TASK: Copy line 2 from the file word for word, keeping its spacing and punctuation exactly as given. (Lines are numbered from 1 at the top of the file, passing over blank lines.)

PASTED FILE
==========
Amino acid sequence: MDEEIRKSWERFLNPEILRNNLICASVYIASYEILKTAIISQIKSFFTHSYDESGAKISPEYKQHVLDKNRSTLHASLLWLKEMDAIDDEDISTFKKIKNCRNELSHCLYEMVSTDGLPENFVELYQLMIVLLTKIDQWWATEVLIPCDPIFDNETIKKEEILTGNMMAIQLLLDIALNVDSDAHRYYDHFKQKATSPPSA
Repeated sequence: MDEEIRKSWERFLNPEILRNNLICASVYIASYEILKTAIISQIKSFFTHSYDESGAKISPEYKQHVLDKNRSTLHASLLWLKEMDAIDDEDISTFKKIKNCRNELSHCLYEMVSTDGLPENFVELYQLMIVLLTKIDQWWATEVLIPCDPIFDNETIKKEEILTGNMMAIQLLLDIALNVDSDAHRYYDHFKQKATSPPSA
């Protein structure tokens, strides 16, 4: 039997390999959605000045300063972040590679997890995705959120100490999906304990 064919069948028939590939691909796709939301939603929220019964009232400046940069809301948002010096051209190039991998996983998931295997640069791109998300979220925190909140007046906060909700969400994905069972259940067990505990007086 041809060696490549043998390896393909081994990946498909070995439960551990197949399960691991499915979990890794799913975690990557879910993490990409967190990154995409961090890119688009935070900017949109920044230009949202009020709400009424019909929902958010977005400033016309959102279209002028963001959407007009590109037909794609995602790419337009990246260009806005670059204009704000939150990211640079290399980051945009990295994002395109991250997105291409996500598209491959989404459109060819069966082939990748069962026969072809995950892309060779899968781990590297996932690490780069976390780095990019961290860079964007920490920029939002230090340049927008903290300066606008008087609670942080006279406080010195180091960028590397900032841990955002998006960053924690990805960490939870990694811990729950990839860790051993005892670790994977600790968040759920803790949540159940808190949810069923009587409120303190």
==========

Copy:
Repeated sequence: MDEEIRKSWERFLNPEILRNNLICASVYIASYEILKTAIISQIKSFFTHSYDESGAKISPEYKQHVLDKNRSTLHASLLWLKEMDAIDDEDISTFKKIKNCRNELSHCLYEMVSTDGLPENFVELYQLMIVLLTKIDQWWATEVLIPCDPIFDNETIKKEEILTGNMMAIQLLLDIALNVDSDAHRYYDHFKQKATSPPSA